A calligraphic expert at that time Amanat Khan created all calligraphic designs of Taj Mahal. Among all other workers and artisans who worked for Taj, it is only his signature that’s inscribed on the main door of Taj Mahal.

Taj wallAn archway of Taj Mahal

The same types of flower patterns and calligraphic work are also seen on the walls of the other two monuments inside the Taj premises (a mosque and a guesthouse).

Foundation was a challenge

Taj Mahal was built at the bank of river Yamuna. Therefore, the biggest challenge was to build a concrete foundation on which this wonder of the world could stand. To support the heavy load of this huge architecture, the sand of the river bank had to be steady. Many deep wells were dug reaching below the water level and cased in wood and filled with rubble, iron, and mortar; thus acted as concrete pillars. A 624-feet-long plinth was made.

Today, the giant structure of Taj Mahal and two other red sandstone buildings (the mosque and the guest house) are residing on this concrete foundation.

TajAn aerial view of Taj Mahal

Significance of the structure and area of Taj Mahal

It’s a huge 42-acre land. The royal mausoleum crafted in soft and pure marble is the prime feature of the place where in the serenity of paradise rests the Queen in peace with her king.

The premises are bounded on three sides by crenelated walls and the riverside is left open. Inside, there’s a vast garden with many fruit trees and exotic plants, fountains, and a pool reflects the beautiful image of Taj Mahal.

There’s a mosque on the one side of the Taj and a guest house on the other.

Taj Mahal is a perfectly symmetrical building topped by a large dome with a finial. This dome is the crowning glory that makes Taj so timeless and graceful.

It was raised layer by layer putting mortar between stones that gave it stability to float over the marble facade (without support of struts or columns).

The dome is more than 40 meters high and 4 meters thick. Its weight is transferred downward to the mass of masonry below. For over 350 years the dome has been the ultimate expression of Mughal architecture.

There are four minarets in all four corners of the Taj. An analysis done on these minarets in the1980s revealed that each one was built to lean away slightly from the main tomb so that in the time of earthquake, the minarets would collapse outwards sparing the Taj and its mighty dome.

The Taj with minarets

When you visit Taj, you experience that the architects used some remarkable optical tricks. The first view of the Taj is framed by the main gate. As you move closer to Taj, it seems to get smaller and grow bigger as you walk away.

An optical trick was in the building of minarets too. As the four minarets are leaning slightly away from each other, but while looking at them they look perfectly vertical.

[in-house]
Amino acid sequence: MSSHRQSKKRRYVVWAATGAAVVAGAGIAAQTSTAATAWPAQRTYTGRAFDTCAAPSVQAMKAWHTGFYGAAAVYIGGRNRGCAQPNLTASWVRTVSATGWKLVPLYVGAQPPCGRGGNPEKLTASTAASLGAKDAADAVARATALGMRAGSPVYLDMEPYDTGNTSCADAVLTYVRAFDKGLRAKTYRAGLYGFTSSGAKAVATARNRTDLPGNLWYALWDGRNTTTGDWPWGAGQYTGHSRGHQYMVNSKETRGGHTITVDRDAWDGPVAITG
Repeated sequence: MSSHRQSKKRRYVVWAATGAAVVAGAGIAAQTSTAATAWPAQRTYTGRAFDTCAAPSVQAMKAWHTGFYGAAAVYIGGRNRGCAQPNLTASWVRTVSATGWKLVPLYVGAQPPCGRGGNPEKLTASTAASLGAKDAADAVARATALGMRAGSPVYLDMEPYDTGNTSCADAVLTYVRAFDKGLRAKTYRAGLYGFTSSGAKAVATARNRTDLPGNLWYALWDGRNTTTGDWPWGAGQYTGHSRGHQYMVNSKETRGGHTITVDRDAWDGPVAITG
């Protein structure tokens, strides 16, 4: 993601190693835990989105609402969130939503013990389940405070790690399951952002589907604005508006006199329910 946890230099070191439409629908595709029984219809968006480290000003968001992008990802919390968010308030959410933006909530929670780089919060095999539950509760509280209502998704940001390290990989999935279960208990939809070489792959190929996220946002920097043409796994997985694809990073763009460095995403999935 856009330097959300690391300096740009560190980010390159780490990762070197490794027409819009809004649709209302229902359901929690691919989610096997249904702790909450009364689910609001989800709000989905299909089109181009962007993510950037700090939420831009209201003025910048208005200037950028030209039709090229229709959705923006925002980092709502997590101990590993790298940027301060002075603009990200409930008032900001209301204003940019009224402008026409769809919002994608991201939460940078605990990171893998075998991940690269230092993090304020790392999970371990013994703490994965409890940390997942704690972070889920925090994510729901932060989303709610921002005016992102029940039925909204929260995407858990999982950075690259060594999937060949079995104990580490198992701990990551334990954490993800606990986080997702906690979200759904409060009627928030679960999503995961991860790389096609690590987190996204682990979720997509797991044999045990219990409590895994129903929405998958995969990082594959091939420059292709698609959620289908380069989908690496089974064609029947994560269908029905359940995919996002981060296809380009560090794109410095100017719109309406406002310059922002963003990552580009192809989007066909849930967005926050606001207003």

It took more than 22 years to complete the Taj Mahal and cost around 32 million rupees (of that time).

Soon after the making of the Taj Mahal was completed, Shah Jahan lost his throne. He was put under house arrest in Agra fort (not far from Taj Mahal) by his son Aurangzeb. Till his last breath in 1666, Shah Jahan kept staring at Taj, the loving memory of his loving wife, from a window of Agra fort.

After his death, Shah Jahan was also entombed in Taj Mahal beside his wife.

In 1983, the Taj Mahal was recognized as one of the UNESCO World Heritage Sites and Taj is also amongst the world’s wonders.

Visit Taj Mahal

Taj Mahal is situated in Agra in the state of Uttar Pradesh, India. It’s approximately 200 kilometers from Delhi, the capital city of India. 

The best time to visit Taj Mahal is between November to February when it’s winter in Eastern countries. In other times of the year, it might be too hot to keep your feet on the floors of the Taj Mahal (visiting the sanctum in the main tomb, you aren’t allowed to wear shoes) or it can be rainy in the middle of the year.

However, if you’re in Agra, it’s worth visiting the Taj Mahal early in the morning when the first rays of sun hit the dome of Taj. Taj shines majestically!

And you can also avoid the crowd that starts arriving later in the morning. 

The Taj Mahal is open for its visitors from morning 6 to evening 7. (Except, Friday when Taj is closed for prayer). 

Other than that on every full moon night along with two days before full moon and two days after (total for five days), the Taj is open at night from 8:30 pm to 12:30 am., so that you can admire the magical beauty of Taj in the glory of the moon.

(In the holy month of Ramadan, night view of Taj is restricted and then you cannot enter).

Do you know about the sacred practice of Ramadan? Know here

The city of Agra is well connected by rails, high-speed expressways, and air services (from different cities of India).

If you are in Delhi in the capital city of India, the Taj Mahal can be visited on a day trip. There’s the Yamuna Expressway, a faster route that connects Delhi and Agra. Taking the route you can reach Agra within 3 hours.

Every day countless visitors are enthralled by Taj. Words can’t do justice with the beauty of Taj. To realize it, you have to land on this piece of paradise.